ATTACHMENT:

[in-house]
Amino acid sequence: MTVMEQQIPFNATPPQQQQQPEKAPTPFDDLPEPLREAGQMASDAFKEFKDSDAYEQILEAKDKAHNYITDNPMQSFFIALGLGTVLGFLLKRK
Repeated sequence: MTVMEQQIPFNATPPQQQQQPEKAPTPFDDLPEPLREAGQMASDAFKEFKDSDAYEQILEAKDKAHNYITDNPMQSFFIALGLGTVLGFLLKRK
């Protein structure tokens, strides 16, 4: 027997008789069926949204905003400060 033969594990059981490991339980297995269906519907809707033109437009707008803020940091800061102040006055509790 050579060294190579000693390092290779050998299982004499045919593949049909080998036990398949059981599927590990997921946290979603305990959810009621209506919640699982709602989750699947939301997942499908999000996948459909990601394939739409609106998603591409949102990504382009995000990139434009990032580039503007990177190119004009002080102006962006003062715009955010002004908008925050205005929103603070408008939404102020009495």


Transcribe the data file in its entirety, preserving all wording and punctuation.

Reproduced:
[in-house]
Amino acid sequence: MTVMEQQIPFNATPPQQQQQPEKAPTPFDDLPEPLREAGQMASDAFKEFKDSDAYEQILEAKDKAHNYITDNPMQSFFIALGLGTVLGFLLKRK
Repeated sequence: MTVMEQQIPFNATPPQQQQQPEKAPTPFDDLPEPLREAGQMASDAFKEFKDSDAYEQILEAKDKAHNYITDNPMQSFFIALGLGTVLGFLLKRK
């Protein structure tokens, strides 16, 4: 027997008789069926949204905003400060 033969594990059981490991339980297995269906519907809707033109437009707008803020940091800061102040006055509790 050579060294190579000693390092290779050998299982004499045919593949049909080998036990398949059981599927590990997921946290979603305990959810009621209506919640699982709602989750699947939301997942499908999000996948459909990601394939739409609106998603591409949102990504382009995000990139434009990032580039503007990177190119004009002080102006962006003062715009955010002004908008925050205005929103603070408008939404102020009495």